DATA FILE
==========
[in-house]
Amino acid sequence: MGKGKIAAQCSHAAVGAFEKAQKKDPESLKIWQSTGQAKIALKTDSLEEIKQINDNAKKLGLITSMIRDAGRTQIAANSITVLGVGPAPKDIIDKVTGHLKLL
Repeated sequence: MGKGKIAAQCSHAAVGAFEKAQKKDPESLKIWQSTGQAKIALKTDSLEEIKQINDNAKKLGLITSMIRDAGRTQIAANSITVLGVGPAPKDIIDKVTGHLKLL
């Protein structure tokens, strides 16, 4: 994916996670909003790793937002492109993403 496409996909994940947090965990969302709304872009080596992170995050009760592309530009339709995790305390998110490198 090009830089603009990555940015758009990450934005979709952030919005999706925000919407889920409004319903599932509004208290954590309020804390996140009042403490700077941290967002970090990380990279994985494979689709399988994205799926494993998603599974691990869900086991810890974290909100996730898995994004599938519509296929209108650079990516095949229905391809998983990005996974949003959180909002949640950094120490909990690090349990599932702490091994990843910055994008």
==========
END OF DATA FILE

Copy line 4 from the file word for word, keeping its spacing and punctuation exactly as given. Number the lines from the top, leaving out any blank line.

């Protein structure tokens, strides 16, 4: 994916996670909003790793937002492109993403 496409996909994940947090965990969302709304872009080596992170995050009760592309530009339709995790305390998110490198 090009830089603009990555940015758009990450934005979709952030919005999706925000919407889920409004319903599932509004208290954590309020804390996140009042403490700077941290967002970090990380990279994985494979689709399988994205799926494993998603599974691990869900086991810890974290909100996730898995994004599938519509296929209108650079990516095949229905391809998983990005996974949003959180909002949640950094120490909990690090349990599932702490091994990843910055994008």